CJRF Co-hosts “Building Coalitions for Climate Justice: A Funders’ Roundtable”

Pictured from left to right: Hilary Heath, Heather McGray, Mary Robinson, Agnes Leina, Heather Grady, and Anne Henshaw

Pictured from left to right: Hilary Heath, Heather McGray, Mary Robinson, Agnes Leina, Heather Grady, and Anne Henshaw

Together with Mary Robinson Foundation Climate Justice, Oak Foundation, and Rockefeller Philanthropy Advisors, the CJRF hosted a roundtable to bring together funders to explore climate justice as an emerging field of practice in philanthropy. The group met on September 20 on the margins of the United Nations General Assembly meetings in New York, hosted by Wellspring Advisors at their Manhattan office. Funders from over 20 different organizations attended the roundtable, representing a range of different interests and sectors, from water to energy, gender, indigenous rights, and more.

Heather McGray, Director of the CJRF, shared opening remarks that framed the issue of climate justice and set out objectives for the meeting. She also briefly shared the work the CJRF is doing to explore climate justice through grantmaking, and to strengthen its adaptation and resilience dimensions. Mary Robinson, former President of Ireland and former UN High Commissioner for Human Rights, provided keynote remarks. She described her experience as a global advocate for climate justice and introduced the Principles of Climate Justice developed by her foundation and their partners.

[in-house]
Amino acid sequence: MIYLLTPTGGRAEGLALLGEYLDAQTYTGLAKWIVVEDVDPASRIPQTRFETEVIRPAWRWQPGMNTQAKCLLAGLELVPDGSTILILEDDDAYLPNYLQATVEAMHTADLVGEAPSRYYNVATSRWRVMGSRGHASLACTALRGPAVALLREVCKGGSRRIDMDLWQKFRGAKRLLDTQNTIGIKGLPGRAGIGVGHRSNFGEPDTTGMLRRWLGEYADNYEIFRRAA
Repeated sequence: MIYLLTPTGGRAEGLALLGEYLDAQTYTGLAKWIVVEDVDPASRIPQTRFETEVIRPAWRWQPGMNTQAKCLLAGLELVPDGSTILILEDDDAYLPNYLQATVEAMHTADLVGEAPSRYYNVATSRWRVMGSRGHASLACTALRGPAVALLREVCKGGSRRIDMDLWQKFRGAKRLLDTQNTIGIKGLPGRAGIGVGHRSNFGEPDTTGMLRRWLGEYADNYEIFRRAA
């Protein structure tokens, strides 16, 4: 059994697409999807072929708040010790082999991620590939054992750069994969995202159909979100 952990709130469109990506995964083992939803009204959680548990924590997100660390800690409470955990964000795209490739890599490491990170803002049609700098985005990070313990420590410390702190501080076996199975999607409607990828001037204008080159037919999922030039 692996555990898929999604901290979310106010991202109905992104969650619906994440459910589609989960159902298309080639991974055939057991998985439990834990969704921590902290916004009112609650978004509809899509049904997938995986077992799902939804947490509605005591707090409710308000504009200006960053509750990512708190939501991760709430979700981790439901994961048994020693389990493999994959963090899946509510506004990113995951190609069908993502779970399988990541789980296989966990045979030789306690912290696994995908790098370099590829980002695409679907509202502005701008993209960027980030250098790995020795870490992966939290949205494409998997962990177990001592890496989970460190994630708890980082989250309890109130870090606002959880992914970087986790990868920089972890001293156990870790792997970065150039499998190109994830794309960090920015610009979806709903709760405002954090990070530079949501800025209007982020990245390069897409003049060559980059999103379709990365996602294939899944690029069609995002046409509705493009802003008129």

As inspiration for the roundtable participants, three grassroots activists spoke about their experiences working “on the front lines” of climate change. Selina Neirok Leem, a college student from the Marshall Islands, described her activism as a young leader, and shared a poem that clearly expressed the frustration and sense of loss – but also determination to take action– that she and many islanders feel as they grapple with sea level rise. Austin Ahmasuk, the Marine Advocate for Kawerak, Alaska, shared his experience with the rapidly warming climate in Alaska, including the profound changes that warming presents for indigenous communities such as his own.  Lastly, Agnes Leina, from Illaramatak Community Concerns in Kenya, voiced the power of local grassroots activism and the importance of environmental justice and land rights for pastoralist communities. In listening to the voices of those on the frontlines, funders were able to gain a better understanding of the value of climate justice and the importance of a human-centered approach to climate change adaptation.

Funders assembled at the roundtable shared the work they were already doing which intersects – or could potentially intersect -- with climate justice. Human rights were a theme that cut across much of the conversation. Specific issues discussed included: indigenous rights, climate displacement and relocation, land and natural resources, capacity building for front-line NGOs, the role of the Sustainable Development Goals (SDGs), and promoting women’s leadership.

The CJRF roundtable was a unique opportunity to bring together the funding community and those on the frontlines of climate change. It created a starting point from which CJRF seeks to build an on-going dialogue among funders.  We are now working with our partners to identify specific topics for additional discussion, and plan to hold at least two additional funder events in the coming year.